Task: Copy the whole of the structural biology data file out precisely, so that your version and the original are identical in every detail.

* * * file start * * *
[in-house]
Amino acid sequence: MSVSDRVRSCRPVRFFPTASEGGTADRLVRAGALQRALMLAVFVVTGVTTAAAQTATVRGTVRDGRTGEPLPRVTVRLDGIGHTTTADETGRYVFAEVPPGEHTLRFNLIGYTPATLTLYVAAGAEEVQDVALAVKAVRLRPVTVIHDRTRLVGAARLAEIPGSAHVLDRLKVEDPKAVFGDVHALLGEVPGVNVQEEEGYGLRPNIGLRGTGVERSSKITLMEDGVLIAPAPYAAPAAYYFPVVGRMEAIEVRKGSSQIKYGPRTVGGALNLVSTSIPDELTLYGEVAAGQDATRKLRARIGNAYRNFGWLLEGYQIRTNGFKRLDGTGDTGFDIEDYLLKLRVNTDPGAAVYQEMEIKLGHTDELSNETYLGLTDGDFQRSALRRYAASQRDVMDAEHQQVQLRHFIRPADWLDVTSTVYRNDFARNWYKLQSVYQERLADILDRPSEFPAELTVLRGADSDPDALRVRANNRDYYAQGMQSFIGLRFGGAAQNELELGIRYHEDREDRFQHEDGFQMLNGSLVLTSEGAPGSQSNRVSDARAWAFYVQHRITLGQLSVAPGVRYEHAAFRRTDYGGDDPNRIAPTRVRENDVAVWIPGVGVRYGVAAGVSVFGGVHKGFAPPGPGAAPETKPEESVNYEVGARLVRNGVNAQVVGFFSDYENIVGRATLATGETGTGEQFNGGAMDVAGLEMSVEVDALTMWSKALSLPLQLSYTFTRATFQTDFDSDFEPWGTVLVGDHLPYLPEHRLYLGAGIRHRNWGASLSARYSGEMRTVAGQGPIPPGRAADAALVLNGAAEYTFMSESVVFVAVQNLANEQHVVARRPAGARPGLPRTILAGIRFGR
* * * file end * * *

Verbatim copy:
[in-house]
Amino acid sequence: MSVSDRVRSCRPVRFFPTASEGGTADRLVRAGALQRALMLAVFVVTGVTTAAAQTATVRGTVRDGRTGEPLPRVTVRLDGIGHTTTADETGRYVFAEVPPGEHTLRFNLIGYTPATLTLYVAAGAEEVQDVALAVKAVRLRPVTVIHDRTRLVGAARLAEIPGSAHVLDRLKVEDPKAVFGDVHALLGEVPGVNVQEEEGYGLRPNIGLRGTGVERSSKITLMEDGVLIAPAPYAAPAAYYFPVVGRMEAIEVRKGSSQIKYGPRTVGGALNLVSTSIPDELTLYGEVAAGQDATRKLRARIGNAYRNFGWLLEGYQIRTNGFKRLDGTGDTGFDIEDYLLKLRVNTDPGAAVYQEMEIKLGHTDELSNETYLGLTDGDFQRSALRRYAASQRDVMDAEHQQVQLRHFIRPADWLDVTSTVYRNDFARNWYKLQSVYQERLADILDRPSEFPAELTVLRGADSDPDALRVRANNRDYYAQGMQSFIGLRFGGAAQNELELGIRYHEDREDRFQHEDGFQMLNGSLVLTSEGAPGSQSNRVSDARAWAFYVQHRITLGQLSVAPGVRYEHAAFRRTDYGGDDPNRIAPTRVRENDVAVWIPGVGVRYGVAAGVSVFGGVHKGFAPPGPGAAPETKPEESVNYEVGARLVRNGVNAQVVGFFSDYENIVGRATLATGETGTGEQFNGGAMDVAGLEMSVEVDALTMWSKALSLPLQLSYTFTRATFQTDFDSDFEPWGTVLVGDHLPYLPEHRLYLGAGIRHRNWGASLSARYSGEMRTVAGQGPIPPGRAADAALVLNGAAEYTFMSESVVFVAVQNLANEQHVVARRPAGARPGLPRTILAGIRFGR